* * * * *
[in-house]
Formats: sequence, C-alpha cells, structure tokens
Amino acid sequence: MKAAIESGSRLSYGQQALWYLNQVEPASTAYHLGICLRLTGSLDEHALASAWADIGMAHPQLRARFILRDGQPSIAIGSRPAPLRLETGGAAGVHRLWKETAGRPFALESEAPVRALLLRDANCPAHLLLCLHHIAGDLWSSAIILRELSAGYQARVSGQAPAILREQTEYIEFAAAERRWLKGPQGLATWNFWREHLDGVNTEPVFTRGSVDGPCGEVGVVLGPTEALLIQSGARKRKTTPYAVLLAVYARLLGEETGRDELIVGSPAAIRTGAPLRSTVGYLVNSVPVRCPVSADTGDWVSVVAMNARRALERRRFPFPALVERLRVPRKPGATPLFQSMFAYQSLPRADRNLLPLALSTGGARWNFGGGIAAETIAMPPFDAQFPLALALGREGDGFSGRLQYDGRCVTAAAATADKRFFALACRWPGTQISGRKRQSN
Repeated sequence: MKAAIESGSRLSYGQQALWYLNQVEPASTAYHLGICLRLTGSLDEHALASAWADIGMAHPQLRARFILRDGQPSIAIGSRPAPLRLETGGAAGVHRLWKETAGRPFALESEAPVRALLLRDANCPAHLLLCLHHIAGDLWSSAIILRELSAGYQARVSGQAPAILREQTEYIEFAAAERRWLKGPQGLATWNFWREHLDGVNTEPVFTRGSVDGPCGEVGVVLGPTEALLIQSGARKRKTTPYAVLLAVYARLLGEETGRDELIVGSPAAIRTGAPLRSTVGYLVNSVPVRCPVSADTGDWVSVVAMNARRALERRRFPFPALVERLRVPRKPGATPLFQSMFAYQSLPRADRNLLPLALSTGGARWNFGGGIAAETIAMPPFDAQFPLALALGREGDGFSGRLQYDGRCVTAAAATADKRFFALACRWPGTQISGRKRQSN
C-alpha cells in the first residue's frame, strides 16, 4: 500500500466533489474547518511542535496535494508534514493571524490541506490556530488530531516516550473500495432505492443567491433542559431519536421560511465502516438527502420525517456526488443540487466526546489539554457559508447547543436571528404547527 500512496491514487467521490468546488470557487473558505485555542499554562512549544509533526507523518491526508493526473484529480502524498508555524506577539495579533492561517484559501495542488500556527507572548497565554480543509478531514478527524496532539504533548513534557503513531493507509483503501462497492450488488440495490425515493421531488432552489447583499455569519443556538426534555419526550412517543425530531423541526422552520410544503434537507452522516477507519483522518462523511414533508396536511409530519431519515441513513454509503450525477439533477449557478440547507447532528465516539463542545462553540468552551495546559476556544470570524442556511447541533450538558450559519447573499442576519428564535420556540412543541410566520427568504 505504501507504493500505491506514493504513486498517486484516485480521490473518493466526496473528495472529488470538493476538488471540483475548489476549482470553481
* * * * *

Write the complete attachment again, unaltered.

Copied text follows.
[in-house]
Formats: sequence, C-alpha cells, structure tokens
Amino acid sequence: MKAAIESGSRLSYGQQALWYLNQVEPASTAYHLGICLRLTGSLDEHALASAWADIGMAHPQLRARFILRDGQPSIAIGSRPAPLRLETGGAAGVHRLWKETAGRPFALESEAPVRALLLRDANCPAHLLLCLHHIAGDLWSSAIILRELSAGYQARVSGQAPAILREQTEYIEFAAAERRWLKGPQGLATWNFWREHLDGVNTEPVFTRGSVDGPCGEVGVVLGPTEALLIQSGARKRKTTPYAVLLAVYARLLGEETGRDELIVGSPAAIRTGAPLRSTVGYLVNSVPVRCPVSADTGDWVSVVAMNARRALERRRFPFPALVERLRVPRKPGATPLFQSMFAYQSLPRADRNLLPLALSTGGARWNFGGGIAAETIAMPPFDAQFPLALALGREGDGFSGRLQYDGRCVTAAAATADKRFFALACRWPGTQISGRKRQSN
Repeated sequence: MKAAIESGSRLSYGQQALWYLNQVEPASTAYHLGICLRLTGSLDEHALASAWADIGMAHPQLRARFILRDGQPSIAIGSRPAPLRLETGGAAGVHRLWKETAGRPFALESEAPVRALLLRDANCPAHLLLCLHHIAGDLWSSAIILRELSAGYQARVSGQAPAILREQTEYIEFAAAERRWLKGPQGLATWNFWREHLDGVNTEPVFTRGSVDGPCGEVGVVLGPTEALLIQSGARKRKTTPYAVLLAVYARLLGEETGRDELIVGSPAAIRTGAPLRSTVGYLVNSVPVRCPVSADTGDWVSVVAMNARRALERRRFPFPALVERLRVPRKPGATPLFQSMFAYQSLPRADRNLLPLALSTGGARWNFGGGIAAETIAMPPFDAQFPLALALGREGDGFSGRLQYDGRCVTAAAATADKRFFALACRWPGTQISGRKRQSN
C-alpha cells in the first residue's frame, strides 16, 4: 500500500466533489474547518511542535496535494508534514493571524490541506490556530488530531516516550473500495432505492443567491433542559431519536421560511465502516438527502420525517456526488443540487466526546489539554457559508447547543436571528404547527 500512496491514487467521490468546488470557487473558505485555542499554562512549544509533526507523518491526508493526473484529480502524498508555524506577539495579533492561517484559501495542488500556527507572548497565554480543509478531514478527524496532539504533548513534557503513531493507509483503501462497492450488488440495490425515493421531488432552489447583499455569519443556538426534555419526550412517543425530531423541526422552520410544503434537507452522516477507519483522518462523511414533508396536511409530519431519515441513513454509503450525477439533477449557478440547507447532528465516539463542545462553540468552551495546559476556544470570524442556511447541533450538558450559519447573499442576519428564535420556540412543541410566520427568504 505504501507504493500505491506514493504513486498517486484516485480521490473518493466526496473528495472529488470538493476538488471540483475548489476549482470553481